Yrsa Sigurðardóttir

Iceland’s unstoppable “Queen of Crime” Yrsa Sigurðardóttir

From We want Christmas in July to Last Rituals, from Iceland to the world (most recently the Arab world) Yrsa Sigurðardóttir’s crime novels are on an international roll.

  • Yrsa Sigurðardóttir

Yrsa SigurðardóttirIt is interesting to recall that Yrsa Sigurðardóttir began her writing career with books for children and young readers: before embarking on sinister tales of mayhem, she had written many children's books, which were much praised and received awards. In 2000 she received an award for Við viljum jólin í júlí/We want Christmas in July (1999) from the Icelandic chapter of IBBY (International Board  on Books for Young People), and for Biobörn/BioKids (2003) she won the Icelandic Children's Book Award.

Only four years have passed since Yrsa launched her lawyer-sleuth Þóra Guðmundsdóttir in Þriðja táknið/Last Rituals (2005). Immediately hailed as “Iceland's Queen of Crime,” she has been a regular ever since on the pre-Christmas book market each year. In these few years, she has not only won an Icelandic readership: the whole world apparently wants to keep up with Þóra's investigative adventures.

Yrsa has a confident command of the crime novel form, and she invariably spins together a heady combination of tension and unease, with an admixture of ironic humour. Yrsa has now completed four novels about Þóra: Þriðja táknið/Last Rituals (2005), Sér grefur gröf/My Soul to Take (2006), Aska/Ashes to Dust (2007), and most recently Auðnin/Veins of Ice (2008). In each book Þóra tackles a separate case, each more bizarre than the last. Þóra the lawyer is the protagonist of all the books, but she has a sidekick, her German lover Matthew, a former policeman who helps solve the cases.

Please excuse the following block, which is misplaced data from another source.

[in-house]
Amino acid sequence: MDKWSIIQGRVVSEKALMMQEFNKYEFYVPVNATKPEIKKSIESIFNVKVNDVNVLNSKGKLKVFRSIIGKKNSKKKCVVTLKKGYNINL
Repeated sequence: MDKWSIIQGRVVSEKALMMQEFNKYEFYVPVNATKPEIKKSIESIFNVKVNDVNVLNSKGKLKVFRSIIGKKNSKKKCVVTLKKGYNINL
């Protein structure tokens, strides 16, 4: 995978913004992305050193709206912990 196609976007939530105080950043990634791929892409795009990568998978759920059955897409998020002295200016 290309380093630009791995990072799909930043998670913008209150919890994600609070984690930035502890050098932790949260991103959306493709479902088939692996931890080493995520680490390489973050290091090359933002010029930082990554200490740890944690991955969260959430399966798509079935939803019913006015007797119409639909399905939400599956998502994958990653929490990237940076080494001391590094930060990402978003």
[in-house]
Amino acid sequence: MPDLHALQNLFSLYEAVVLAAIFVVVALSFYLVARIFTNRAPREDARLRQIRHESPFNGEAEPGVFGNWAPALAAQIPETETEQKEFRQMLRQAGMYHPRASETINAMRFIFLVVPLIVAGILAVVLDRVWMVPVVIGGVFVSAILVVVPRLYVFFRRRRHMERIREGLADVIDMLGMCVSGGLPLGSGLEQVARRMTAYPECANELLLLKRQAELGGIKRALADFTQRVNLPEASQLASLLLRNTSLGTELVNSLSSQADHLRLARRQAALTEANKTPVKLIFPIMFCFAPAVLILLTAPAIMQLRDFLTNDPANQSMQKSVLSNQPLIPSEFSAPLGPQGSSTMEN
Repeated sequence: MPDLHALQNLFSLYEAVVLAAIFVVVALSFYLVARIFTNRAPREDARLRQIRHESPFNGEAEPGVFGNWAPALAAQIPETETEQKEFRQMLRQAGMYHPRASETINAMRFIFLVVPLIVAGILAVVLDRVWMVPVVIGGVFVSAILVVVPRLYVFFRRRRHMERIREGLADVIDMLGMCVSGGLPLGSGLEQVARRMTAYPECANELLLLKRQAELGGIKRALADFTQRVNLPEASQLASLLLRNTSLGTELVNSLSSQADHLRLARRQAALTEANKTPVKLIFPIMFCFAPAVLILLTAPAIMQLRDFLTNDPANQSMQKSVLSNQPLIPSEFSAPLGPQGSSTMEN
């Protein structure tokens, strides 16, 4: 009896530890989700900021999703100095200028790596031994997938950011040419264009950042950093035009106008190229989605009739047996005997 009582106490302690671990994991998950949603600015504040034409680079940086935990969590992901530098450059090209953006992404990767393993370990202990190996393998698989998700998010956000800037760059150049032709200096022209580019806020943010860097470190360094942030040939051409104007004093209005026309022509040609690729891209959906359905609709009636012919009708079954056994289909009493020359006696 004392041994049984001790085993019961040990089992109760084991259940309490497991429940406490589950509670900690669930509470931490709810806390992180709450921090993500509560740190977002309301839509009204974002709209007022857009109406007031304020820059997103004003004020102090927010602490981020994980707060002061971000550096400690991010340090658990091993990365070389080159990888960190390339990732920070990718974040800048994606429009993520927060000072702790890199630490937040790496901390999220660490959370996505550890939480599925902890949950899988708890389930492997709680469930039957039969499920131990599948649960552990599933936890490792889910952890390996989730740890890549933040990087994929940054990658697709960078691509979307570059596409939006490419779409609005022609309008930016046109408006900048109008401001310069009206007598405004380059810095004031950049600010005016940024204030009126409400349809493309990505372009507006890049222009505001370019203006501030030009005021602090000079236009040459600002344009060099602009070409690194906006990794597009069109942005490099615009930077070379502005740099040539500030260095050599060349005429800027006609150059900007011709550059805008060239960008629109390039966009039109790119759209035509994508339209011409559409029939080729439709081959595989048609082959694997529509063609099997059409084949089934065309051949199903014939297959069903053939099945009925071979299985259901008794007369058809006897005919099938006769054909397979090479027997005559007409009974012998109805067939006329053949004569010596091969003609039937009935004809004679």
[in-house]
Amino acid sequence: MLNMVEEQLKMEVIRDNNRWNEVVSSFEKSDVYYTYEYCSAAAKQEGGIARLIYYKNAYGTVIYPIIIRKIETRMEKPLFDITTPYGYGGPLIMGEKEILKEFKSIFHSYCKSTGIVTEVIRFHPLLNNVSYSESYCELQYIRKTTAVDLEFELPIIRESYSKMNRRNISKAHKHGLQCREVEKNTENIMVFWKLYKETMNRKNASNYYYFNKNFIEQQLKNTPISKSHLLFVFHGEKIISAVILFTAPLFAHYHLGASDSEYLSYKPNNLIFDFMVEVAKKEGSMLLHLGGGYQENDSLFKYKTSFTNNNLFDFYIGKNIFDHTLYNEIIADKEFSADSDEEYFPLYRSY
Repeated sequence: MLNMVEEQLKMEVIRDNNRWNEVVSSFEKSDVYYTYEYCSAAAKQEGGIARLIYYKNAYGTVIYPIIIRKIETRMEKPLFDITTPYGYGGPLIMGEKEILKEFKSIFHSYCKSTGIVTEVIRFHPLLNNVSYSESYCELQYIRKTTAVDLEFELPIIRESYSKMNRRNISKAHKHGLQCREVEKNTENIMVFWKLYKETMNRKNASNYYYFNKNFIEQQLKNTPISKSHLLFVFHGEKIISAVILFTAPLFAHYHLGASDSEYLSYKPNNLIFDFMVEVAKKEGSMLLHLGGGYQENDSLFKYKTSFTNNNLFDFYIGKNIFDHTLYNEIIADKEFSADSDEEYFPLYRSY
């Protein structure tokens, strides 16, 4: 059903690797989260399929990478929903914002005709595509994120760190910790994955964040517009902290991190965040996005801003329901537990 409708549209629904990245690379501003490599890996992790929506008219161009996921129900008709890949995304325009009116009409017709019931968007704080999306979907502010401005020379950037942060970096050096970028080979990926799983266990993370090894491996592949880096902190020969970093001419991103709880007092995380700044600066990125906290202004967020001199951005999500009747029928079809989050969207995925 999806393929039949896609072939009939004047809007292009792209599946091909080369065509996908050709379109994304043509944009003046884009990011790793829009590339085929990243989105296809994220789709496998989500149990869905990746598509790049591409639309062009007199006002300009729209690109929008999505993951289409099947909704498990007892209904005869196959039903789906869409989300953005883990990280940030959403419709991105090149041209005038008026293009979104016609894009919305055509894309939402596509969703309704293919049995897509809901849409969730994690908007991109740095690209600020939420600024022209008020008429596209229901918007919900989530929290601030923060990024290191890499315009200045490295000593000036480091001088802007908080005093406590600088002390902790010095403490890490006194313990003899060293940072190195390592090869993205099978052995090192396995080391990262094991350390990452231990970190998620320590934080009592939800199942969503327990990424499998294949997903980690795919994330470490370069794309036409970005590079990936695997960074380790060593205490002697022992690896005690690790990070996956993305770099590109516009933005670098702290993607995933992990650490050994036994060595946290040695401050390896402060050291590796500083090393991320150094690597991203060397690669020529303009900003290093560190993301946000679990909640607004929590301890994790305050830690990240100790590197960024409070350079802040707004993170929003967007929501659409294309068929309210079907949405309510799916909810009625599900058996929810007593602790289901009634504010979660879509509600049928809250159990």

In her books Yrsa makes use of themes from Icelandic tradition and history: in Last Rituals, for instance, Norse prehistory and Icelandic magical traditions are brought into a contemporary murder case, while in My Soul to Take folk legends of ghosts and infanticide complicate a gruesome murder. But Yrsa does not confine her heroine to Iceland: in the latest book, Veins of Ice, Þóra investigates a mysterious disappearance in Greenland.

In Yrsa's books the personal life of the protagonist plays an important role, but it is never allowed to overwhelm the crux of a good crime story: a gripping plot. She has brought a breath of fresh air to Nordic crime-writing, by turning away from the Scandinavian gloom of her confrères in favour of a light touch of irony.

Yrsa í HelsingborgYrsa's books have been translated into more than thirty languages. Even before the first in the series, Last Rituals, was published in Icelandic, translation rights had been sold for eleven languages. The most recent translation deal is with Arabesque Publishing Press in Egypt: Yrsa will be the first Icelandic novelist to have a book published in Arabic.

Yrsa Sigurðardóttir has recently gained acclaim in the English-speaking world, following the publication in April of My Soul to Take in English translation by Bernard Scudder and Anna Yates. Major newspapers such as the Independent, the Times and the Guardian published reviews praising Yrsa for her rivetingly gruesome inventiveness and wonderfully atmospheric writing, and she is being hailed as one of the leading Nordic crime writers of today.

Born in Reykjavík in 1963, Yrsa has a day-job as an engineer. After graduation from Reykjavík High School she studied construction engineering at the University of Iceland, graduating in 1988. She completed her MSc from Concordia University in Montreal, Canada, in 1997.